Even without a knowledge of Hecht’s biography, one would suspect from the donnish tone of this statement that the writer is a teacher of distinction. One would also infer, from the phrase “subordinate to the text,” that Hecht is a latter-day New Critic. To be sure, he credits the close reading techniques of William Empson and, in more recent times, Christopher Ricks, with inspiring his own strategies as scholar-critic. (There was also that stint at Kenyon College, where he came to know and admire John Crowe Ransom.) Far more telling, however, is the zest for empirical discovery he shares with the original New Critics, even their prophet, T.S. Eliot.
New Criticism was to philological and biographical literary criticism what Newton was to Descartes. When we speak of “the laws of gravity,” we are ascribing governance to a principle that would have kept working quietly and efficiently in any case, regardless of whether we had conferred upon it an official capacity. (This nomenclature inflects our logic, so that we come to see such “laws” as inviolable, rather than the theoretical boundaries they truly are.) Just so, the New Critics divined unseen principles governing their responses to the poems that most appealed to their generation. Nominally allied with the scientific method—one has only to think of I.A. Richards’ “protocols” and Eliot’s “shred of platinum”—these critics became increasingly biased in their hypotheses, more strident in their pronouncements, so that today such terms as “objective correlative” and “pathetic fallacy” (the subject of the first essay of Obbligati) seem about as relevant as Aristotle’s unities.1
If all politics are local, then so is all good criticism. Like the New Critics, Hecht applies a close literal reading of the text on the page. But he is saved from their grand theorizing by his gifts of modesty, tact, and erudition. This much is clear from his apology for On the Laws of the Poetic Art:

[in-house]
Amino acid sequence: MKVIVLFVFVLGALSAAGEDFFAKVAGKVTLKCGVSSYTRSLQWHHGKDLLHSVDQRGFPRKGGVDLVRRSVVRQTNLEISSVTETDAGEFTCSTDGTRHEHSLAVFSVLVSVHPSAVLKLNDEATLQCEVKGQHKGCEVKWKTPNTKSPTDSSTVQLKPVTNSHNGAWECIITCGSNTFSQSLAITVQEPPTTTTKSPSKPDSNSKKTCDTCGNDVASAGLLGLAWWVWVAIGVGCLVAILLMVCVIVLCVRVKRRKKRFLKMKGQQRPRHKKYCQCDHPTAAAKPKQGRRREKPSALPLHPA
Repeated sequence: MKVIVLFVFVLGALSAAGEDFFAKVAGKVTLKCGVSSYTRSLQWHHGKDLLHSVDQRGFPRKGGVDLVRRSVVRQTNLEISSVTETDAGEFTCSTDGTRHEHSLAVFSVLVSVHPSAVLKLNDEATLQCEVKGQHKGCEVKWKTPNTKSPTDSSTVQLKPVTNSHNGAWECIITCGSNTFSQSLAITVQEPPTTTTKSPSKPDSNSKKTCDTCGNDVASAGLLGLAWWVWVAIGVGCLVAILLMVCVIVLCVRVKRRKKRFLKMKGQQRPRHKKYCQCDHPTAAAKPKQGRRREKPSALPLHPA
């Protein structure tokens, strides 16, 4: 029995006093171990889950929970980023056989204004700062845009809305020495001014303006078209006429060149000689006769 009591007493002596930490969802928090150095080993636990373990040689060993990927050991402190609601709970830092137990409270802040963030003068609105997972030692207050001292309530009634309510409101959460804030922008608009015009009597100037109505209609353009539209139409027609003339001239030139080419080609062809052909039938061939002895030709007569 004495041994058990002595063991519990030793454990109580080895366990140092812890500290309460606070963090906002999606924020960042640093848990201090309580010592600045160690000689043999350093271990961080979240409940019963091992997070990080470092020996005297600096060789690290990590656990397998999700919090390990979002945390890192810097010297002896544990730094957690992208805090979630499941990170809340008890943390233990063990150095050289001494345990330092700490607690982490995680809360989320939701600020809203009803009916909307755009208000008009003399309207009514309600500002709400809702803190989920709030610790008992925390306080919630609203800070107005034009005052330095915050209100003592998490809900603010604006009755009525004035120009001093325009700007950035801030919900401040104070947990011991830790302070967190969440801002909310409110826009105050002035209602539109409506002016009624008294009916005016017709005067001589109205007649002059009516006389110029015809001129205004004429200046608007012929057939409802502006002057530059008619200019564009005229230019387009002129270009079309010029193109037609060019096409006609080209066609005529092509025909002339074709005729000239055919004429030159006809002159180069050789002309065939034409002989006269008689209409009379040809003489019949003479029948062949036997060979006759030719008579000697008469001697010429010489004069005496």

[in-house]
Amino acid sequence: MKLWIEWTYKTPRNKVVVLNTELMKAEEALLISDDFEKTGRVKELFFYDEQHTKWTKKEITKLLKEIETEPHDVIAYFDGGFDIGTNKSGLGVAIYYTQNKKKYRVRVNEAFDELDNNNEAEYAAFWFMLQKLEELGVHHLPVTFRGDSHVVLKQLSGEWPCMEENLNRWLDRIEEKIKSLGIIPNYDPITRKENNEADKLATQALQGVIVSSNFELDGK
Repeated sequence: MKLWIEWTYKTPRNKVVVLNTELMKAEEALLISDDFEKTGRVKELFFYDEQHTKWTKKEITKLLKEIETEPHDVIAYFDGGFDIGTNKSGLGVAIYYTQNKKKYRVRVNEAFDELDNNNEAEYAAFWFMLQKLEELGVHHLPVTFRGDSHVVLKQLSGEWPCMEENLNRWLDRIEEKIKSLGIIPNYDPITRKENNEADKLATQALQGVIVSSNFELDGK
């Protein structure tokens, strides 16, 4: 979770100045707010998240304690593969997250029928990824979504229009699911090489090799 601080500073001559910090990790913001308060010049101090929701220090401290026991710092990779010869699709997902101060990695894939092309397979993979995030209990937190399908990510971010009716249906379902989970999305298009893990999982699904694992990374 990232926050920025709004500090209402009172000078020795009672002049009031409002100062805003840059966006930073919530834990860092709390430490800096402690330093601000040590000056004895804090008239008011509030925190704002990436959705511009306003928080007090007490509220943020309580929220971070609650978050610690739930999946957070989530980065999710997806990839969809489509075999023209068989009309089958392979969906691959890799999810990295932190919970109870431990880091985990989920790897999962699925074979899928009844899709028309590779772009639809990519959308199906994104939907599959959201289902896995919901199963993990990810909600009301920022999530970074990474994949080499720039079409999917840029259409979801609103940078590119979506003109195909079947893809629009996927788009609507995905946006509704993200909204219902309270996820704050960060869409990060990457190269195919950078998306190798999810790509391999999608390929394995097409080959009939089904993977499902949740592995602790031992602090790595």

A word is perhaps in order about my title. I hope it will be understood that I am not presuming to lay down the law. Indeed, I almost equally fear that I shall be accused of mincing matters to such a degree that no laws whatever are discernible. What I intend, with a polite bow to Cicero’s De senectute or Montaigne’s On the Education of Boys, is the informal, speculative discourse that addresses a topic with no pretensions to exhaustiveness. I have earnestly tried to avoid the polemical and the doctrinaire….
Candor demands that I acknowledge that the avoidance of polemical and doctrinaire positions is not always so easy as it might seem, and many unconscious agendas may well have insinuated themselves into my discourse. There is no quod erat demonstrandum in the discussion of such matters. I make these comments by way of reminding myself that whatever views I have advanced in these pages are surely the provisional views of an individual with certain tastes, a certain background and education, and they are not to be taken by me or anyone else as incised, marmoreal verities. Be that as it may, I am fully aware that I think of poetry as properly governed by laws, which are often the better for being implicit rather than explicit; and which signify something more than supine obedience to tyrannies of style or the dictates of others.
In parsing the title of these lectures, Hecht embodies the ideal of a postmodern critic who is sympathetic to the New Critics’ methods, if not always to their programs. For all the polish of execution, it is a rough and ready sensibility, unfettered by dogma, at home with a variety of texts. A free agent, Hecht locates puzzles that go undetected by the official forces—the hapless Scotland Yards and Interpols of academia—and then regales us with his solutions.
To give a flavor for the sorts of discoveries awaiting a reader of Hecht’s essays, I will limit myself to one from each book—though there is randomness to this exercise, since any number of other specimens might have been chosen. As with the review of a suspense novel or movie, a spoiler alert seems necessary.
Obbligati: “The Riddles of Emily Dickinson” (originating, improbably, from a TV Guide article Hecht wrote in the 1970s) works deftly through some of her most obscure (or deceptively simple) lyrics. The charm of this essay is in realizing anew that the most profoundly helpful act of literary criticism is to debunk conventional notions of how to read a particular poem, thus enriching our future encounters with it. This can be done not only by rooting out some long-buried historical reference, but, even more impressively, by showing that the clues lay in plain sight all along. Such is the case with Hecht’s reading of Dickinson’s #1129, “Tell all the Truth but tell it Slant,” where he demonstrates—by reading the poem alongside two scriptural passages—that her poem “has behind it the authority of both the Old and New Testament: that parables, riddles, the Incarnation itself are but aspects of a Truth we could not comprehend without their mediation.” Another memorable performance in this book is Hecht’s enumeration and clarification of five puzzles in the received texts of Othello.